Brodie says that I will passively chase girls by provoking them with flirty behavior—very true—but actually putting effort into pursuing or chasing—nope—not once. Either they'd stop, come back, or we both kept walking. The same holds true (to some extent) for life outside of Carnival, depending on how interesting the girl is.
And therein lies the fundamental difference between me and all these aggressive Brazilian men—I don't run after cold leads. I don't expend effort or beg for kisses, because there's always more ahead or behind you. I am a confident, easy-going Alpha Male that doesn't feel the need to put it on display. I'm not out trying to impress anyone, it's just me.
You know what the problem all these guys in my apartment had? They focused on the white girls—I know it. And let me tell you, they are on the defensive! Why would you attack the castle for the nobles when you can have more fun raiding the village?! Prude tourists are not part of the festivities, don't bother.
I was done being probed and interviewed, and went back to preparing my backpack for the morning move. I was looking forward so much to getting away from the apartment and the city—ready to get on a beach and let the sun and saltwater heal my wounds.
Some people in the apartment had decided to sacrifice for the 40 days of Lent—no drinking of alcohol. I doubt they'll last, it's too tempting to drink while on holiday. Contrary to what the past week has displayed, the same type of commitment wouldn't be difficult for me at all (as I don't spend money on alcohol in the first place—a waste—except for Argentine wine).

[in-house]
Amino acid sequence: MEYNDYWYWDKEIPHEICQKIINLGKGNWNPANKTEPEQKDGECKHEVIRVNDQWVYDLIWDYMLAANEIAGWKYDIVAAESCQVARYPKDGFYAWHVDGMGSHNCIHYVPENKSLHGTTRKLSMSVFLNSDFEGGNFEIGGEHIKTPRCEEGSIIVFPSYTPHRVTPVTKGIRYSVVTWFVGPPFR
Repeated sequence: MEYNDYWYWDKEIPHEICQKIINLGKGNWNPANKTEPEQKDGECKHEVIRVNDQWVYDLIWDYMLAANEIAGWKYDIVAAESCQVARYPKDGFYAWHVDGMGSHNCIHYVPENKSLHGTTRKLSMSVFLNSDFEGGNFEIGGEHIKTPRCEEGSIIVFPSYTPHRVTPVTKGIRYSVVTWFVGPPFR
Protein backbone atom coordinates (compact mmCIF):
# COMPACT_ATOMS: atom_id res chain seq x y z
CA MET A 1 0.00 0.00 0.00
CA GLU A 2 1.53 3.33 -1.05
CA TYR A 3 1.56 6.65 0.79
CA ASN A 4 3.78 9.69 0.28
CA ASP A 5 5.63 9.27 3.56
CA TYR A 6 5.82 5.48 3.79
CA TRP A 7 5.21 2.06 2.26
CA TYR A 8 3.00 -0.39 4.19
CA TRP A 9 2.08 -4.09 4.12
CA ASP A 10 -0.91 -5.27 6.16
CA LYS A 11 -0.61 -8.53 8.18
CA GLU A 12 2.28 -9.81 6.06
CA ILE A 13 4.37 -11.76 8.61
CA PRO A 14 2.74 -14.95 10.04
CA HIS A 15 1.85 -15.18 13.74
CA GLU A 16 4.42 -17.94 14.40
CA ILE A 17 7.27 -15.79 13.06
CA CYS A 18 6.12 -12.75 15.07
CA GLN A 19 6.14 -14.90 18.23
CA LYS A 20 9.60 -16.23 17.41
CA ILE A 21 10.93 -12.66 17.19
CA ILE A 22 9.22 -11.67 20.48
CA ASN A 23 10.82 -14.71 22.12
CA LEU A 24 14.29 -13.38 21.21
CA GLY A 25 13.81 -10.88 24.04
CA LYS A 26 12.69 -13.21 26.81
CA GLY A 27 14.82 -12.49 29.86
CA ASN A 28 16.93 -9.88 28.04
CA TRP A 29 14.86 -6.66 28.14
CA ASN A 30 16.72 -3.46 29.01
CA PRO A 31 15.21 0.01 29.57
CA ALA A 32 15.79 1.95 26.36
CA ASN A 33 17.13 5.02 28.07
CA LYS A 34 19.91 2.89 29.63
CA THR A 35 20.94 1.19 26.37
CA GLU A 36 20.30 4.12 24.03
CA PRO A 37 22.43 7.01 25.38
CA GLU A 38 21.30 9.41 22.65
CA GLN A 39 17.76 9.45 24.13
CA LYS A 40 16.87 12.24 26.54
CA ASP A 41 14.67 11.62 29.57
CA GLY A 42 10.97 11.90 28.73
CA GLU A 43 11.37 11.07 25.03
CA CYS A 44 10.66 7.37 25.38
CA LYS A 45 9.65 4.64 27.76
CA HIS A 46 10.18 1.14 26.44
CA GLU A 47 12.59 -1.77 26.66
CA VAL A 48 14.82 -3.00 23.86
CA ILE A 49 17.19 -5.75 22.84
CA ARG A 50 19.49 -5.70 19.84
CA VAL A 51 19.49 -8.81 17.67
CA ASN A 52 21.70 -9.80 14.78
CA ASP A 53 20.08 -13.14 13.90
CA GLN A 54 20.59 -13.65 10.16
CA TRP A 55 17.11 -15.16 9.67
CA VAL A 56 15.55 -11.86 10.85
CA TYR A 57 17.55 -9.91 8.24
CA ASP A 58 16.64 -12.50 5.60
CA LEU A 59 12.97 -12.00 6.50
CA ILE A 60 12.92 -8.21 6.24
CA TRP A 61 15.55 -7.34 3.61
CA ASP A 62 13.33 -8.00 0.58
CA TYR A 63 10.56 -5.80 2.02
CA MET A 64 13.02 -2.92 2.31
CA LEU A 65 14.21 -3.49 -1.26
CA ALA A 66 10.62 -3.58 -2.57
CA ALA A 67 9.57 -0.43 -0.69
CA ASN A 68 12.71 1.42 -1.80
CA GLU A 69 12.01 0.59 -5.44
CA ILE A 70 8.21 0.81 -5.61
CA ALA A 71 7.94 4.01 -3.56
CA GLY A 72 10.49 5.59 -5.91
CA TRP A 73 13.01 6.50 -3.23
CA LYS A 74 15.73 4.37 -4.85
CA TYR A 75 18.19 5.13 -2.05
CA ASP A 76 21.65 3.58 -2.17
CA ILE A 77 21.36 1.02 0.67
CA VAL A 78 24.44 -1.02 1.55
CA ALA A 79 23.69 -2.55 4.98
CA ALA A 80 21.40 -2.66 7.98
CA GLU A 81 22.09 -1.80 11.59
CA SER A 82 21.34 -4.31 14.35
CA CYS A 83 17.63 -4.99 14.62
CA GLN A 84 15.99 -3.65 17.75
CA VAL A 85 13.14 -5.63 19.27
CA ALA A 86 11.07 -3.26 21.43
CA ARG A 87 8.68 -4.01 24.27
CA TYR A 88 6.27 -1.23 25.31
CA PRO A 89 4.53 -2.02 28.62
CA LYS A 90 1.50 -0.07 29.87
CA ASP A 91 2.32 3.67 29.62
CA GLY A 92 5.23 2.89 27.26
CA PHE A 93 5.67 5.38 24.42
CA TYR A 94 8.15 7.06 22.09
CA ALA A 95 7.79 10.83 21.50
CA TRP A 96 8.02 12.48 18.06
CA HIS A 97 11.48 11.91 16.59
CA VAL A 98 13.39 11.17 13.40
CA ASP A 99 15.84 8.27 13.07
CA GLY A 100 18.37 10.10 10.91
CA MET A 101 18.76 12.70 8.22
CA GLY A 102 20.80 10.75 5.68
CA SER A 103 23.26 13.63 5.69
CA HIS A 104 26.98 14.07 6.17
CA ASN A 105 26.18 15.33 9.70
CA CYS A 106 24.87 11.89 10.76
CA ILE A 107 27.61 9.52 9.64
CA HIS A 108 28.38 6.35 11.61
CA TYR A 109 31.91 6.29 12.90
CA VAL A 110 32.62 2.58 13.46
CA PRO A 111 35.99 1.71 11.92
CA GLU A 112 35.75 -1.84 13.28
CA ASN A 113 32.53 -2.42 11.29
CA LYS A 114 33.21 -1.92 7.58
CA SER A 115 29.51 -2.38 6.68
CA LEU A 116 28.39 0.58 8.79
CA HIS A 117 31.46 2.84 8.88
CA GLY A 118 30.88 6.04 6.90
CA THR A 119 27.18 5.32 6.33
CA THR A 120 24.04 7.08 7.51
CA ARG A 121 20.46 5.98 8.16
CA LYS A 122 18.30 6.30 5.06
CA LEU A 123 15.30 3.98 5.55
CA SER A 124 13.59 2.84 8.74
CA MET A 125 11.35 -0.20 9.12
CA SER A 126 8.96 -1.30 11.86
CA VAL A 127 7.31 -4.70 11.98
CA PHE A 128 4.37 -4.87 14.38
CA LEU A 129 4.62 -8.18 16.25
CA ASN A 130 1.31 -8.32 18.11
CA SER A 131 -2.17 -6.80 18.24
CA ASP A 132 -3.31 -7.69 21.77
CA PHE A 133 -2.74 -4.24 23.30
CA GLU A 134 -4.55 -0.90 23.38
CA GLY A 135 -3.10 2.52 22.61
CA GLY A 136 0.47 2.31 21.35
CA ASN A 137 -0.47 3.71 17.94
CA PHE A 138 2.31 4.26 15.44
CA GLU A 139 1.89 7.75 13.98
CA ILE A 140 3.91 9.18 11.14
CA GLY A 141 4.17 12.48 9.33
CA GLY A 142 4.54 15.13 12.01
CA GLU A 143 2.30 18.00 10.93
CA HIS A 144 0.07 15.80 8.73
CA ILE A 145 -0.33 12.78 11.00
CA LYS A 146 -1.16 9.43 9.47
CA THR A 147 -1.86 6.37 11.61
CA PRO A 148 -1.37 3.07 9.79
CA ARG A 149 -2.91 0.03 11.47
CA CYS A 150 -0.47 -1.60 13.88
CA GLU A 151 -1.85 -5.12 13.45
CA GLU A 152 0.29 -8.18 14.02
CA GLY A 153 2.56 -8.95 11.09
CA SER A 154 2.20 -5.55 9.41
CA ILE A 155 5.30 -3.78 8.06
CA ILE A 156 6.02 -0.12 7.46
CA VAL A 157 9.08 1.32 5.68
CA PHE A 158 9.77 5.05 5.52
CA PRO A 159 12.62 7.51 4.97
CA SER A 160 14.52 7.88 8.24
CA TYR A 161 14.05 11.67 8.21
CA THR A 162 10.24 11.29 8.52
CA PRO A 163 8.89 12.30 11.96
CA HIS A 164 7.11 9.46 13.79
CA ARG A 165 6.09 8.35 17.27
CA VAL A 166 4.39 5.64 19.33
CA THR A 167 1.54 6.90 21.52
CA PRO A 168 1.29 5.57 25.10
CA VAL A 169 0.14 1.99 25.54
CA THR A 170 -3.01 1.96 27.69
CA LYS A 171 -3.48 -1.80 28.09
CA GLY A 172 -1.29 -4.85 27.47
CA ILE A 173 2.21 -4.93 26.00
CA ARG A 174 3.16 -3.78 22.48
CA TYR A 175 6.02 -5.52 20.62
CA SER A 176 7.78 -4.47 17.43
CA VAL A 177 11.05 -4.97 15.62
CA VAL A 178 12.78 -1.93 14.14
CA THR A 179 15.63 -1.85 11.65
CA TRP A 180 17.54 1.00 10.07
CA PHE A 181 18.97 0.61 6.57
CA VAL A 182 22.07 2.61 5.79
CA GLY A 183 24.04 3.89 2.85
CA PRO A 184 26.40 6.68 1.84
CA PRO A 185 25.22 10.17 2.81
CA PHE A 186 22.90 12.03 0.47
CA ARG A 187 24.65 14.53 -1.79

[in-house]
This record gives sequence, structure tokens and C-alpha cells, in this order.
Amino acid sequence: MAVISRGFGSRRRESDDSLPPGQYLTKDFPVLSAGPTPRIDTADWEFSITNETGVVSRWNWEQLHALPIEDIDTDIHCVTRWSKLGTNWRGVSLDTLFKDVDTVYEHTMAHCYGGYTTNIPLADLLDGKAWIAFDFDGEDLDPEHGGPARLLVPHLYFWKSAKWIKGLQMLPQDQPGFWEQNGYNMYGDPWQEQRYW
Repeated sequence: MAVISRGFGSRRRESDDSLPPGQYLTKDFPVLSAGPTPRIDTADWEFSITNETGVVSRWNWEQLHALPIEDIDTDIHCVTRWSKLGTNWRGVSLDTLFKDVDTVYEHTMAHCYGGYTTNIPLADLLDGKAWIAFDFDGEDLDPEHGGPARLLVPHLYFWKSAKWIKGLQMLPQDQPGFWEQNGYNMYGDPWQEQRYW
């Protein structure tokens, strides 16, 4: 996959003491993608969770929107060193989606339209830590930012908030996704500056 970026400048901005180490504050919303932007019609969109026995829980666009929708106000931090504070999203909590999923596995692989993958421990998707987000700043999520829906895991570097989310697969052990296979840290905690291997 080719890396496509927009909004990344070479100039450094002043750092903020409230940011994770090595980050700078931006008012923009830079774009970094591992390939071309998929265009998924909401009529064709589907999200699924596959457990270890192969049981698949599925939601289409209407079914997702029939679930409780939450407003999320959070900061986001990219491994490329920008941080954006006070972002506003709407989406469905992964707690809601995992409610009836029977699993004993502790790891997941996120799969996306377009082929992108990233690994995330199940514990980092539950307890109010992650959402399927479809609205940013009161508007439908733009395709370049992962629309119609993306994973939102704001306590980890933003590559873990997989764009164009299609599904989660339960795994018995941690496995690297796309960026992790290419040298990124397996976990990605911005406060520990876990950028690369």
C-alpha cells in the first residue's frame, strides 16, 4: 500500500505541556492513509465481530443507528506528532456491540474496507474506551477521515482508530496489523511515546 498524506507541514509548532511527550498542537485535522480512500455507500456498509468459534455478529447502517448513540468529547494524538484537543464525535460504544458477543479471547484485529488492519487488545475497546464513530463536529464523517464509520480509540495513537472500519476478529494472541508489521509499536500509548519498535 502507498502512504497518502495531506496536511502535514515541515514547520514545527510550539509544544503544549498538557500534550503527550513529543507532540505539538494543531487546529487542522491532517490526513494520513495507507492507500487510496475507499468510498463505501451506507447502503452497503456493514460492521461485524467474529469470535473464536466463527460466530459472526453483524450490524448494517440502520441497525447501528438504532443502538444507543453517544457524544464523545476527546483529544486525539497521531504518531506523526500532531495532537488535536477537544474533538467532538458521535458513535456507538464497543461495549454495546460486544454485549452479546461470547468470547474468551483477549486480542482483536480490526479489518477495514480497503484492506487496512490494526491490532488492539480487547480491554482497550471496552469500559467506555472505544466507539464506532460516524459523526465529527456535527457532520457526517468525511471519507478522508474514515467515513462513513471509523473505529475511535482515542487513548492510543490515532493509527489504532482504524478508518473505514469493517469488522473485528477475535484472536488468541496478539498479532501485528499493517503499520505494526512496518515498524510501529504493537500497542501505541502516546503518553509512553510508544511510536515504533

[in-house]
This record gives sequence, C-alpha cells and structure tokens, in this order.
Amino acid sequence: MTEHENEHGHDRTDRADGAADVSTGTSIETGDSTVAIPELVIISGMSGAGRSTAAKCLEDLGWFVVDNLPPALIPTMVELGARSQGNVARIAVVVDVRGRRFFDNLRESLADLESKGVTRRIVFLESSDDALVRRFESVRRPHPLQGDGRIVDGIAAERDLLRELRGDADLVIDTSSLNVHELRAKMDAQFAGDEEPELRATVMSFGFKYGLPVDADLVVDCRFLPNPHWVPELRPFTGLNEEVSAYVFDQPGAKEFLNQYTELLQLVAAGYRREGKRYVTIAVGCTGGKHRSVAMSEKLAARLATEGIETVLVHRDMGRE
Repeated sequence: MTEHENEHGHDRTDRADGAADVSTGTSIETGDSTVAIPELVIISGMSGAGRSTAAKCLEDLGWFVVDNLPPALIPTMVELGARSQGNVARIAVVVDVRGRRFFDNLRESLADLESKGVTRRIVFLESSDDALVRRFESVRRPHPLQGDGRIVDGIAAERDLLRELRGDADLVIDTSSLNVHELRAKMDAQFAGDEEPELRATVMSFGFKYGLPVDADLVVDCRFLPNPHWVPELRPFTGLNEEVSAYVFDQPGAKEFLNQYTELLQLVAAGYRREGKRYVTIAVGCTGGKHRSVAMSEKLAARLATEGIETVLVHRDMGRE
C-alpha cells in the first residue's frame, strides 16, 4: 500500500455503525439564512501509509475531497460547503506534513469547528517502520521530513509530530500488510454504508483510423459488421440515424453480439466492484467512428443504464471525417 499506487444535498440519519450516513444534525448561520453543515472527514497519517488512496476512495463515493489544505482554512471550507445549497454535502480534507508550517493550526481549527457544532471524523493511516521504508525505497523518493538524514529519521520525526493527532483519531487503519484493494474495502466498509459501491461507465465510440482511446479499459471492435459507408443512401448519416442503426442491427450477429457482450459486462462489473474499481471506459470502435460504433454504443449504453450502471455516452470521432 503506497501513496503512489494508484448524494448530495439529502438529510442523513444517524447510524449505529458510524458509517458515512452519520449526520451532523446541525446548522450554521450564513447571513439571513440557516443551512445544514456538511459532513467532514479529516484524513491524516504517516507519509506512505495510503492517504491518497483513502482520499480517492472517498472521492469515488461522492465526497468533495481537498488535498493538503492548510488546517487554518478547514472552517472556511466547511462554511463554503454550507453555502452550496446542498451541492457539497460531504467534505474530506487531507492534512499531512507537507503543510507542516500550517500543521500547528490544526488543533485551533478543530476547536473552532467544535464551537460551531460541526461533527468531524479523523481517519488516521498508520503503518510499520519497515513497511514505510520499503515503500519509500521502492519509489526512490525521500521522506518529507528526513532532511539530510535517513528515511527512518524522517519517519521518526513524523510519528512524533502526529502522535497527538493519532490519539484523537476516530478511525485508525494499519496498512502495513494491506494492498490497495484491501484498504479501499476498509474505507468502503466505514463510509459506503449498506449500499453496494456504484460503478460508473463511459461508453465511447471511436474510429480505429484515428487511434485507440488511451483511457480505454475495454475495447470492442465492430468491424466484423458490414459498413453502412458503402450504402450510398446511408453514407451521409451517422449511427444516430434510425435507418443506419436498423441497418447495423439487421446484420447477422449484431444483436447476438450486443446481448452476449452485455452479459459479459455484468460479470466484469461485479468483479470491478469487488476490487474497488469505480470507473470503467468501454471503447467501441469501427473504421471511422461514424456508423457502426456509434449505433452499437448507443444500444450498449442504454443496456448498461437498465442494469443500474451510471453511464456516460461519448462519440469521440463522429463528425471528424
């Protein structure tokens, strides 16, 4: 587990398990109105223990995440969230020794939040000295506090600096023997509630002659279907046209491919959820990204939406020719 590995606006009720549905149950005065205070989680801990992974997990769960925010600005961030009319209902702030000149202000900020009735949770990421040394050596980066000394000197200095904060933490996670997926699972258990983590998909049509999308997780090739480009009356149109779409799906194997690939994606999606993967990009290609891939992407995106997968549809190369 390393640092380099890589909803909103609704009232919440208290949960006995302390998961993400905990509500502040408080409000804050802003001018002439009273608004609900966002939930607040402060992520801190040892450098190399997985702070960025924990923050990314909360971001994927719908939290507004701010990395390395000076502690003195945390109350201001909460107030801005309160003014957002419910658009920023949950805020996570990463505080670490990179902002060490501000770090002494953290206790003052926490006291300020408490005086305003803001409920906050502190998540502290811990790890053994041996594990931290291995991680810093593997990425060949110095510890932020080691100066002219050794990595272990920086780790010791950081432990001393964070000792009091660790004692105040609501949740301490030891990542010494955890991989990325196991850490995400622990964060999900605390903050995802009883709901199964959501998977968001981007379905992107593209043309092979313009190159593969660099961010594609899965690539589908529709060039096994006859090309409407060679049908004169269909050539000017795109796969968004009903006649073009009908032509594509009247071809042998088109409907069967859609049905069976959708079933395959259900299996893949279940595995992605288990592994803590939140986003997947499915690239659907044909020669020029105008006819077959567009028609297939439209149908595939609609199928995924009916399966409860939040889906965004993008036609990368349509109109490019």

There was an alarm set for an early hour—we all had to get up and clean before leaving. I was ready for bed, but the girl who funked up my sleeping space had nodded off, back in her old bed (my new bed). I nudged her and said I was sleeping there—she was confused as to why I wasn't returning to my bunk. Because I don't want to sleep on your sex sheets, thank you, I clarified. If you want your bed, swap the linens, or jump back over to the other room.
She moved, and as I closed my eyes I thought of how close I had come to not attending Carnival this year. If I could travel back in time, I'd slap myself for having such a thought. A milestone in life accomplished. Wild memories that will stay with me a lifetime—Salvador, Carnival 2007.